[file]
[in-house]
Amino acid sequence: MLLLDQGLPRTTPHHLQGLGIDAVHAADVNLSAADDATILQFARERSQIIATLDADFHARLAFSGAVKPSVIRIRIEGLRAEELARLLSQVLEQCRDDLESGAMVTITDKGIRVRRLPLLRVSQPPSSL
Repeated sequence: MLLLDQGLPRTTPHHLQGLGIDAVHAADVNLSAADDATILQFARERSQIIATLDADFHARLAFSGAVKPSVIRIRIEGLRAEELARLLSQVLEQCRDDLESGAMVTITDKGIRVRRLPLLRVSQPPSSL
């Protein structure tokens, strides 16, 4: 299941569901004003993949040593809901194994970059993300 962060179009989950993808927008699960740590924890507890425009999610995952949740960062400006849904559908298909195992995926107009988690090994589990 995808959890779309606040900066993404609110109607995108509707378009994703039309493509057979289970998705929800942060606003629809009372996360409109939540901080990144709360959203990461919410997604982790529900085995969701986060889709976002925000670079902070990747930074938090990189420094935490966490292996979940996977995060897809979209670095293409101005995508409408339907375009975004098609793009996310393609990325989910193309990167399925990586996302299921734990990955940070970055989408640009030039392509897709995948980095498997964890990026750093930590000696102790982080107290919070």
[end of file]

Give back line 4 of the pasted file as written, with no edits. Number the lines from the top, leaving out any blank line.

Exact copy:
């Protein structure tokens, strides 16, 4: 299941569901004003993949040593809901194994970059993300 962060179009989950993808927008699960740590924890507890425009999610995952949740960062400006849904559908298909195992995926107009988690090994589990 995808959890779309606040900066993404609110109607995108509707378009994703039309493509057979289970998705929800942060606003629809009372996360409109939540901080990144709360959203990461919410997604982790529900085995969701986060889709976002925000670079902070990747930074938090990189420094935490966490292996979940996977995060897809979209670095293409101005995508409408339907375009975004098609793009996310393609990325989910193309990167399925990586996302299921734990990955940070970055989408640009030039392509897709995948980095498997964890990026750093930590000696102790982080107290919070």